A lot of the stuff that NASA is doing is of questionable value. The scientific output of the international space station, for example, is very small in relationship to the expenses. The trips to the Moon in the late 1960s and early 1970s where just a cold war propaganda thing. The scanty scientific output of that program (in relation to the costs) could have achieved for a fraction of the costs with unmanned missions. The same, I think, would be true for manned Mars missions.
      When they where flying to the moon, I was a child and of course I wanted to become an astronaut, what else? For an 8 to 12 year old boy interested in science that stuff is fascinating. But it is necessary to grow up. Some people haven’t.

      • Hmmm…I suppose if a country must choose between military expense and space programs then it isn’t a priority. I also love astronomy but agree with you about the cost of missions.

        • I am not so sure that is the choice for the US. I think the USA could comfortably live with a much smaller military program. With regard to the space program, I have doubts especially about the manned programs.
          I think these things should be reduced. The money and the workforce should be put at other things, like, for example, large scale solar and wind power and the modernization of the electric grid. For example, there are large areas in the southwest that would be good for solar power, production could be in places that now depend on things like military and space technology and industry. Restructuring these things would take time, but I think it is possible and would be advantageous.
          I think the real choice is more between military and environment. The US economy is very wasteful in terms of energy, raw materials and the environment in comparison with most other economies. That should be seen as a potential for improvement that other economies no longer have.

  1. This is all very fine as far as it goes. However, problems cannot be solved using the same principles and reasoning that created them.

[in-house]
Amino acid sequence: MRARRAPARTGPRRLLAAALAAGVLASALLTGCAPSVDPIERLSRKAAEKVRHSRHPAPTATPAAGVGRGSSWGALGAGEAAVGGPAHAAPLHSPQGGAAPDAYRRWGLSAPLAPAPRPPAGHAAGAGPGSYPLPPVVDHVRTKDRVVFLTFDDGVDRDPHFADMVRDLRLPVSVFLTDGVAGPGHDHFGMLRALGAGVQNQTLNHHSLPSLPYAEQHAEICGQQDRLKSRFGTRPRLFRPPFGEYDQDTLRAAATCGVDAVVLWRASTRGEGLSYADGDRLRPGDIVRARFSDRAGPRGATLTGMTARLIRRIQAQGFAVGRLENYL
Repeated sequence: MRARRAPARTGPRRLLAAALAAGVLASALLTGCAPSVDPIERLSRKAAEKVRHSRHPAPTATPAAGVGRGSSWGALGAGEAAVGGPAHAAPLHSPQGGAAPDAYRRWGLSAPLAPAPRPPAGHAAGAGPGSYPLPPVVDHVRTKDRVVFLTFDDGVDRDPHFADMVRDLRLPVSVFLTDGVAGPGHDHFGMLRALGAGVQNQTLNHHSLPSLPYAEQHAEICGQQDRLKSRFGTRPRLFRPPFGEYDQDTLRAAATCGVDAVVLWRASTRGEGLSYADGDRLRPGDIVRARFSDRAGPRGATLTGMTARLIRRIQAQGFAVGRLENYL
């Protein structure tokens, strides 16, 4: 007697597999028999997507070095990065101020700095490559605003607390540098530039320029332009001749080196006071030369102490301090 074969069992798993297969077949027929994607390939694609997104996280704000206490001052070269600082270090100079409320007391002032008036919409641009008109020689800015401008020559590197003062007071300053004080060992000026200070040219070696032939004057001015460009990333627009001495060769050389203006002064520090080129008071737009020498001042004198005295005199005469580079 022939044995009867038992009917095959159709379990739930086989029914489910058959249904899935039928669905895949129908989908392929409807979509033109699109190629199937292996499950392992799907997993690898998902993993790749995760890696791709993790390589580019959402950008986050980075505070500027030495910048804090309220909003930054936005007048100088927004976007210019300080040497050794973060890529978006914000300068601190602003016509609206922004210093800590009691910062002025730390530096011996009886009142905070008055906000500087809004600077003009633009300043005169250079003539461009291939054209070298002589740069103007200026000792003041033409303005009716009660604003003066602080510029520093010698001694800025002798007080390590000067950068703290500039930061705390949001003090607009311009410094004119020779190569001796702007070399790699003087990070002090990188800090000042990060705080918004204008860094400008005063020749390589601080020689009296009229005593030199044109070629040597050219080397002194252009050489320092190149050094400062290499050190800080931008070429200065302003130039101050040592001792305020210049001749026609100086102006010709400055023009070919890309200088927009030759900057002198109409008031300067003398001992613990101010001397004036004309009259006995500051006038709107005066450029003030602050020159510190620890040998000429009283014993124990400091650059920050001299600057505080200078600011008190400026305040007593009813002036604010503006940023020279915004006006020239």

Our “economies” and monetary systems require radical and fundamental change if there is to be any chance of salvaging a civil society and leaving a world fit for future generations to inhabit.

    If there are to be “nations”, “governments” and “economies”, then it must be the most sacred duty of said governments to create the “money” and spend it into circulation, interest free.

    Nothing having to do with the monetary system of a nation should ever be allowed to fall under the control of the private sector.

    “The Government should create, issue, and circulate all the currency and credits needed to satisfy the spending power of the Government and the buying power of consumers. By the adoption of these principles, the taxpayers will be saved immense sums of interest. Money will cease to be master and become the servant of humanity.”
    Abraham Lincoln

    The privately owned, for-profit, international banking cartel is operating a monetary system based upon usury.

    “Once a nation parts with the control of its currency and credit, it matters not who makes the nations laws. Usury, once in control, will wreck any nation. Until the control of the issue of currency and credit is restored to government and recognized as its most sacred responsibility, all talk of the sovereignty of parliament and of democracy is idle and futile.”
    William Lyon Mackenzie King, the tenth Prime Minister of Canada from December 29, 1921 to June 28, 1926

    Unless and until the banking and monetary systems are nationalised, that is to say made public, there is no chance of repairing the damage that’s been done by the so-called “financial industry”. Now there’s a non sequitur if I ever heard one.

    • Of course this distinction is just one little building block, not an in-depth analysis of the problems or a panacea to solve them.

      I would not be astonished if the whole banking sector will end up in the hands of governments by itself in the not so distant future. We have become used to talk about a “financial crisis”. The word “crisis” has a connotation of being temporary, something that will eventually go away, but I think it will not. I think what we are seeing here is not a “crisis” but the beginning of the end of the era of economic growth. More and more, we are reaching the limits of the resources of the planet. The growth-curve of world economy is starting to get flatter.